This project (www.bryozone.net) is the further development of a global reference for a large phylum of marine and freshwater animals, the Bryozoa. BryoZone is a relational database that grew out of The Bryozoa Home Page (www.bryozoa.net), over 4,000 hyperlinked html pages of taxonomy, morphology, scanning microscopy images, and references. Both sites serve the international community of bryozoan researchers in evolution, ecology and systematics. Bryozoans are quite unlike most animals, in that many asexually budded modules, or zooids, comprise the colonial body of a single genetic individual. Much of their taxonomy is based on the fact that these modules can be different morphologically, even though they are identical genetically. Their rich fossil record records the evolution of complexity in zooid polymorphism. Their presence in all the world's oceans and freshwater as habitats for fishes and countless numbers of invertebrates that live on and in their colonies attests to their important roles in benthic ecosystems and our comprehension of marine biodiversity. However, their zooids are small, their taxonomy is complex, and they are grossly understudied. BryoZone is about overcoming these obstacles. Our goal this summer is to design and re-program BryoZone to include online
contributions and editing of systematic information, bibliographies, images, distribution records, a glossary and more. We are currently evaluating the revision plan, based on open-source MySQL and Ruby/Rails or Drupal.
Research methods and techniques: REU participants in the project will receive an introduction to bryozoan morphology and systematics. They will also receive instruction and hands-on experience in biodiversity database design practices, and strategies for accommodating systematic and biogeographic analyses of species morphology, biomolecular data, and geographic occurrences. They will actively participate in designing, programming, and testing phases of this biodiversity database revision. Depending upon their levels of expertise, they may have the opportunity to co-develop a software product for disambiguating taxonomic names in complex historical nomenclatures (e.g. synonymies), to be made available to the broader cyber-taxonomy community. Time permitting, we will accept and integrate a wealth of bryozoan data and images that are awaiting this revised project's completion.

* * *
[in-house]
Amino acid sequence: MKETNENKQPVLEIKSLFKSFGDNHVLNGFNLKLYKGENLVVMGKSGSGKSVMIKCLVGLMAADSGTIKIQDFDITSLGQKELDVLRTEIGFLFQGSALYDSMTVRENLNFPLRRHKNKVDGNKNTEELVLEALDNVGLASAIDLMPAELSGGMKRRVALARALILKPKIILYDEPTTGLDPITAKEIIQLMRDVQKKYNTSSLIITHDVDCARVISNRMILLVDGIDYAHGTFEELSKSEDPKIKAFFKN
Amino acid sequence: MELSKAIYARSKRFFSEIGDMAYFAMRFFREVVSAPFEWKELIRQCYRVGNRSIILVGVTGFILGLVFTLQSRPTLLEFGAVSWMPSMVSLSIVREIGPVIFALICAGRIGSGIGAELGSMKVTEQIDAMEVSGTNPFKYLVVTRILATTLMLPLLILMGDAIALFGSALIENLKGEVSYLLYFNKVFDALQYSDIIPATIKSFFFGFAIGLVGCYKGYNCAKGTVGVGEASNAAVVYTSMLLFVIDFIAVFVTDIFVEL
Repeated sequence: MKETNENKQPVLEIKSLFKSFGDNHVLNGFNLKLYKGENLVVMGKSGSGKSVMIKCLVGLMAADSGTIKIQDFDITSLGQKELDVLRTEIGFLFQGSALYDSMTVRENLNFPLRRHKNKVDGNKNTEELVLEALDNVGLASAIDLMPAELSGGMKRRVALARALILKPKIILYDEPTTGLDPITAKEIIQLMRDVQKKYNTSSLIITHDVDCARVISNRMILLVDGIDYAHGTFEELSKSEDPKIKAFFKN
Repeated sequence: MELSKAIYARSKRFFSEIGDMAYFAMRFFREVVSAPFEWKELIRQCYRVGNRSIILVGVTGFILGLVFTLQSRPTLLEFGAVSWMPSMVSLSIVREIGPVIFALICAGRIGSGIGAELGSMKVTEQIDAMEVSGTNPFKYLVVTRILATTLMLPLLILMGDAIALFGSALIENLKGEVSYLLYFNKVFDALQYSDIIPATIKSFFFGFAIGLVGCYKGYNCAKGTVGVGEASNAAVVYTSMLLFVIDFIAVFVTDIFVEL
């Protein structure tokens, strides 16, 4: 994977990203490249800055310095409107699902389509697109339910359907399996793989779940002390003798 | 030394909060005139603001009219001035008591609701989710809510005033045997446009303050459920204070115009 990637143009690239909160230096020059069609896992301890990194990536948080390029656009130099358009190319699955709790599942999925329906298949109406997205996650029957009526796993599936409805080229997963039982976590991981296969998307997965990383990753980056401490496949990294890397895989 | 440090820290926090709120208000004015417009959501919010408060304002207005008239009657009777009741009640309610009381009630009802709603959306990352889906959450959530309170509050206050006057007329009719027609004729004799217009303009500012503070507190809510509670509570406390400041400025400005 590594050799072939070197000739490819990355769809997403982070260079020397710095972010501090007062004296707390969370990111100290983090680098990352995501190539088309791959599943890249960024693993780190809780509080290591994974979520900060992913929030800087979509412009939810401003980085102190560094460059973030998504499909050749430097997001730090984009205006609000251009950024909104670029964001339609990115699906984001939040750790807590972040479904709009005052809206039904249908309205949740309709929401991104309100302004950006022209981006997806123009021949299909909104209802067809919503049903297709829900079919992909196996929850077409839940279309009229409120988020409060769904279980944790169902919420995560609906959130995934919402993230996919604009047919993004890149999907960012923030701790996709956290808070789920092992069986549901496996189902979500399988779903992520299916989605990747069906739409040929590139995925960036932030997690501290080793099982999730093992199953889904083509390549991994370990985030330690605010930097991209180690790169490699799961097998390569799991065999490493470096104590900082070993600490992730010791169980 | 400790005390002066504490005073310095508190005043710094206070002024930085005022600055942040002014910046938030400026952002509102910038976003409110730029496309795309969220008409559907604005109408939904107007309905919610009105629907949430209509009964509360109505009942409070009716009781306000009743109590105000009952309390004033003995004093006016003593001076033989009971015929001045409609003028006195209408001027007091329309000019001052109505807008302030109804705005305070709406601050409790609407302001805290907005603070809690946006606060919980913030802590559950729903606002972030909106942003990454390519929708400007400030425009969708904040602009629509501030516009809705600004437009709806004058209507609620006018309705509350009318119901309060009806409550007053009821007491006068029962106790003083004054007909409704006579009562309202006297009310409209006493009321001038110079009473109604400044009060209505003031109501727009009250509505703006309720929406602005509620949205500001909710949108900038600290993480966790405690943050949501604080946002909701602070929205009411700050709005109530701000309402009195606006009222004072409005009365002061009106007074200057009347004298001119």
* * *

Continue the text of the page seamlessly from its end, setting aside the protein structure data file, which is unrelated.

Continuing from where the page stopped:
Curator/Advisor: Dr. Scott Lidgard (Associate Curator, Geology)
REU Intern: BRYAN QUACH
Symposium Presentation Title: Bryozoan Biodiversity on the Web (Lophotrochozoa: Bryozoa)
Symposium Presentation Abstract: Utilizing the internet for disseminating and exchanging biodiversity data creates new ways for scientists to collaborate and conduct research. Current online databases output queries more effectively than any non-automated searching method, allowing researchers to spend less time retrieving data and more time analyzing it. In the case of understudied taxa, this online collaboration yields faster progress toward an understanding of their biodiversity and systematics, bringing them closer to the level of better-known taxa. Bryozoans are among the more understudied taxa with a small research community, and the Bryozoan Biodiversity on the Web project aims to enhance research for bryozoan specialists by making taxonomic, systematic, bibliographic, photographic, and biogeographic data pertaining to Bryozoans accessible on a website.
The timeline for the project divides the research into five main phases: 1) Combine bryozoan data from multiple sources into one large database 2) Use the Drupal content management system to create a website that hosts the database content 3) Develop modules for the content management system using the Hypertext Preprocessor (PHP) programming language to accommodate taxonomic and biodiversity data 4) Engage an initial group of website users that will test the functionalities of the bryozoan website 5) Expand website access to the bryozoan research community and the general public. Current progress is nearing 60% completion of phase one.
Phase one relies heavily on PHP scripts to semi-automate solutions to data discrepancies and to unify the data from multiple bryozoan databases. Bioinformatics programs were created to restructure data tables that do not adhere to database design principles. Though the project remains in the initial phase, results of phase one will in be beneficial to the bryozoan research community. Having a unified database allows researchers to obtain maximal data from one source. The completion of the remaining phases will make access to this database more expedient.